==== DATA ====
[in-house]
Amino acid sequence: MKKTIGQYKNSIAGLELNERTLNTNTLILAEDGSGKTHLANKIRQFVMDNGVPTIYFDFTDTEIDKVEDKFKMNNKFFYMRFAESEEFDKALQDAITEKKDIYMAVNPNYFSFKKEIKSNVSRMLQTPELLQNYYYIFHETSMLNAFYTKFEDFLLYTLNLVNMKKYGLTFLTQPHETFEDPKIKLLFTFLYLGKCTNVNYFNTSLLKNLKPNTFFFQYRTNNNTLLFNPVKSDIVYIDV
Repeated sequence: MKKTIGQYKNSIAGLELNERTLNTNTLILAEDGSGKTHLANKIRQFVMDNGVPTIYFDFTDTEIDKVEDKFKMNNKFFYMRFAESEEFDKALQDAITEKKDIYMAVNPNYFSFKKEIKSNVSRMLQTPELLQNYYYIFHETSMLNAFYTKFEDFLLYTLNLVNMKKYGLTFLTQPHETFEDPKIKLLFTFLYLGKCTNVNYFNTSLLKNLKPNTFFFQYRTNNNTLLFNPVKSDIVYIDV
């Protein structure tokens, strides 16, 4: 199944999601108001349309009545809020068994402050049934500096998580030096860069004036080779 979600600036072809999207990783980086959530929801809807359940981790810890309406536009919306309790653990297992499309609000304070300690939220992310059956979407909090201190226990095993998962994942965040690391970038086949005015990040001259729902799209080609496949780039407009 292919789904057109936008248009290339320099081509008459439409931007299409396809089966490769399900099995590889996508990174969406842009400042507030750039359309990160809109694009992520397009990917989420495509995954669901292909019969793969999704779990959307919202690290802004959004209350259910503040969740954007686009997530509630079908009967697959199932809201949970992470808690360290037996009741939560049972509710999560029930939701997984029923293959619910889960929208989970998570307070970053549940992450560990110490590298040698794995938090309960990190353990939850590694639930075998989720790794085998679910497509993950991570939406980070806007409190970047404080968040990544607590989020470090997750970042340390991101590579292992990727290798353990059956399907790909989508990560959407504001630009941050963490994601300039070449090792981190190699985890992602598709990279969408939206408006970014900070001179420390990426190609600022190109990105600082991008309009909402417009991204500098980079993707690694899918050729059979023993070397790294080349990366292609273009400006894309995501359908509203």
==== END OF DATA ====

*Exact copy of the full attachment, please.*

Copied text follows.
[in-house]
Amino acid sequence: MKKTIGQYKNSIAGLELNERTLNTNTLILAEDGSGKTHLANKIRQFVMDNGVPTIYFDFTDTEIDKVEDKFKMNNKFFYMRFAESEEFDKALQDAITEKKDIYMAVNPNYFSFKKEIKSNVSRMLQTPELLQNYYYIFHETSMLNAFYTKFEDFLLYTLNLVNMKKYGLTFLTQPHETFEDPKIKLLFTFLYLGKCTNVNYFNTSLLKNLKPNTFFFQYRTNNNTLLFNPVKSDIVYIDV
Repeated sequence: MKKTIGQYKNSIAGLELNERTLNTNTLILAEDGSGKTHLANKIRQFVMDNGVPTIYFDFTDTEIDKVEDKFKMNNKFFYMRFAESEEFDKALQDAITEKKDIYMAVNPNYFSFKKEIKSNVSRMLQTPELLQNYYYIFHETSMLNAFYTKFEDFLLYTLNLVNMKKYGLTFLTQPHETFEDPKIKLLFTFLYLGKCTNVNYFNTSLLKNLKPNTFFFQYRTNNNTLLFNPVKSDIVYIDV
């Protein structure tokens, strides 16, 4: 199944999601108001349309009545809020068994402050049934500096998580030096860069004036080779 979600600036072809999207990783980086959530929801809807359940981790810890309406536009919306309790653990297992499309609000304070300690939220992310059956979407909090201190226990095993998962994942965040690391970038086949005015990040001259729902799209080609496949780039407009 292919789904057109936008248009290339320099081509008459439409931007299409396809089966490769399900099995590889996508990174969406842009400042507030750039359309990160809109694009992520397009990917989420495509995954669901292909019969793969999704779990959307919202690290802004959004209350259910503040969740954007686009997530509630079908009967697959199932809201949970992470808690360290037996009741939560049972509710999560029930939701997984029923293959619910889960929208989970998570307070970053549940992450560990110490590298040698794995938090309960990190353990939850590694639930075998989720790794085998679910497509993950991570939406980070806007409190970047404080968040990544607590989020470090997750970042340390991101590579292992990727290798353990059956399907790909989508990560959407504001630009941050963490994601300039070449090792981190190699985890992602598709990279969408939206408006970014900070001179420390990426190609600022190109990105600082991008309009909402417009991204500098980079993707690694899918050729059979023993070397790294080349990366292609273009400006894309995501359908509203």